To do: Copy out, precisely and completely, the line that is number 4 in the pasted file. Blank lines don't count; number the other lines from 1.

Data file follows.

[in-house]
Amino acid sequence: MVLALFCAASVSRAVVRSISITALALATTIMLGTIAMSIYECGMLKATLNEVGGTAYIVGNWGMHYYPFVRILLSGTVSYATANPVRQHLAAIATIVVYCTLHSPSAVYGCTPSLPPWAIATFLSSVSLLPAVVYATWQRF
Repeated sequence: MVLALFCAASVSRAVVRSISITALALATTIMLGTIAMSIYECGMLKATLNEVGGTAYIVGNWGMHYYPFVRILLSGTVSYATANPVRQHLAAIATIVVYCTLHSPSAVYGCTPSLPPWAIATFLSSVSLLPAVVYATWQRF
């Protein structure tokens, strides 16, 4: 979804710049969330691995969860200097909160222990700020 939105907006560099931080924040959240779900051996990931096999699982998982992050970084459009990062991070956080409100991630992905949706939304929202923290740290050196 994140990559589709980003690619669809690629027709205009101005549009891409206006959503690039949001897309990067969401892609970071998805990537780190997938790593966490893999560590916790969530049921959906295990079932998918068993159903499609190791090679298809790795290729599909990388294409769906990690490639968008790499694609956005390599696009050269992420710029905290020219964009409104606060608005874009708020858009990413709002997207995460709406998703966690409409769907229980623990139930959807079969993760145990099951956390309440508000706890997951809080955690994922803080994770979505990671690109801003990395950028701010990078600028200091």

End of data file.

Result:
């Protein structure tokens, strides 16, 4: 979804710049969330691995969860200097909160222990700020 939105907006560099931080924040959240779900051996990931096999699982998982992050970084459009990062991070956080409100991630992905949706939304929202923290740290050196 994140990559589709980003690619669809690629027709205009101005549009891409206006959503690039949001897309990067969401892609970071998805990537780190997938790593966490893999560590916790969530049921959906295990079932998918068993159903499609190791090679298809790795290729599909990388294409769906990690490639968008790499694609956005390599696009050269992420710029905290020219964009409104606060608005874009708020858009990413709002997207995460709406998703966690409409769907229980623990139930959807079969993760145990099951956390309440508000706890997951809080955690994922803080994770979505990671690109801003990395950028701010990078600028200091």